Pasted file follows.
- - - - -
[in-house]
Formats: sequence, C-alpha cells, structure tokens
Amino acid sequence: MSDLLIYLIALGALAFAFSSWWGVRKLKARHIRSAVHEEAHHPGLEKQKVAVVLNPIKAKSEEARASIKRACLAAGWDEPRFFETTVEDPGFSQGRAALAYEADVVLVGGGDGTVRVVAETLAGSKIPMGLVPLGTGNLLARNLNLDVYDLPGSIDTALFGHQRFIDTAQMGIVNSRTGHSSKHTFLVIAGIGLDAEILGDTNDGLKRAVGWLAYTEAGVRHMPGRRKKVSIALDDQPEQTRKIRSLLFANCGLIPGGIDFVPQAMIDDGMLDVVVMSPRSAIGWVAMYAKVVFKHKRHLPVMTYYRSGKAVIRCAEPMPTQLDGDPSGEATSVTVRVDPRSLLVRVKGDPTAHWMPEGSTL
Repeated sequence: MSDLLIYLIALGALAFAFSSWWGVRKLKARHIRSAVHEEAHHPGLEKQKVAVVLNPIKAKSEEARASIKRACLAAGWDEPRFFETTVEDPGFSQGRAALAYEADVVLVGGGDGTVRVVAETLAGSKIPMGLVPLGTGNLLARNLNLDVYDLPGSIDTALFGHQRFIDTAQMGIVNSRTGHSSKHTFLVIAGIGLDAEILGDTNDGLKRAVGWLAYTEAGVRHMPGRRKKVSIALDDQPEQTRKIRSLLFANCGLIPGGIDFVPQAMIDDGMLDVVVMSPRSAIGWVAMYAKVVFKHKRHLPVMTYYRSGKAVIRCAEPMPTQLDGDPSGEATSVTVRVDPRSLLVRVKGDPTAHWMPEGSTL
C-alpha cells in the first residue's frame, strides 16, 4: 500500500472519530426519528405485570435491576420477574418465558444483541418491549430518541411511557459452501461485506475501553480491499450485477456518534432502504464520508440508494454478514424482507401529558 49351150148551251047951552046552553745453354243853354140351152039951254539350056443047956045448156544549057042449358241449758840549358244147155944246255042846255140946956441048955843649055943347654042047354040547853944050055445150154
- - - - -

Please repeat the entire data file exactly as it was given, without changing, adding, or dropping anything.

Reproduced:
[in-house]
Formats: sequence, C-alpha cells, structure tokens
Amino acid sequence: MSDLLIYLIALGALAFAFSSWWGVRKLKARHIRSAVHEEAHHPGLEKQKVAVVLNPIKAKSEEARASIKRACLAAGWDEPRFFETTVEDPGFSQGRAALAYEADVVLVGGGDGTVRVVAETLAGSKIPMGLVPLGTGNLLARNLNLDVYDLPGSIDTALFGHQRFIDTAQMGIVNSRTGHSSKHTFLVIAGIGLDAEILGDTNDGLKRAVGWLAYTEAGVRHMPGRRKKVSIALDDQPEQTRKIRSLLFANCGLIPGGIDFVPQAMIDDGMLDVVVMSPRSAIGWVAMYAKVVFKHKRHLPVMTYYRSGKAVIRCAEPMPTQLDGDPSGEATSVTVRVDPRSLLVRVKGDPTAHWMPEGSTL
Repeated sequence: MSDLLIYLIALGALAFAFSSWWGVRKLKARHIRSAVHEEAHHPGLEKQKVAVVLNPIKAKSEEARASIKRACLAAGWDEPRFFETTVEDPGFSQGRAALAYEADVVLVGGGDGTVRVVAETLAGSKIPMGLVPLGTGNLLARNLNLDVYDLPGSIDTALFGHQRFIDTAQMGIVNSRTGHSSKHTFLVIAGIGLDAEILGDTNDGLKRAVGWLAYTEAGVRHMPGRRKKVSIALDDQPEQTRKIRSLLFANCGLIPGGIDFVPQAMIDDGMLDVVVMSPRSAIGWVAMYAKVVFKHKRHLPVMTYYRSGKAVIRCAEPMPTQLDGDPSGEATSVTVRVDPRSLLVRVKGDPTAHWMPEGSTL
C-alpha cells in the first residue's frame, strides 16, 4: 500500500472519530426519528405485570435491576420477574418465558444483541418491549430518541411511557459452501461485506475501553480491499450485477456518534432502504464520508440508494454478514424482507401529558 49351150148551251047951552046552553745453354243853354140351152039951254539350056443047956045448156544549057042449358241449758840549358244147155944246255042846255140946956441048955843649055943347654042047354040547853944050055445150154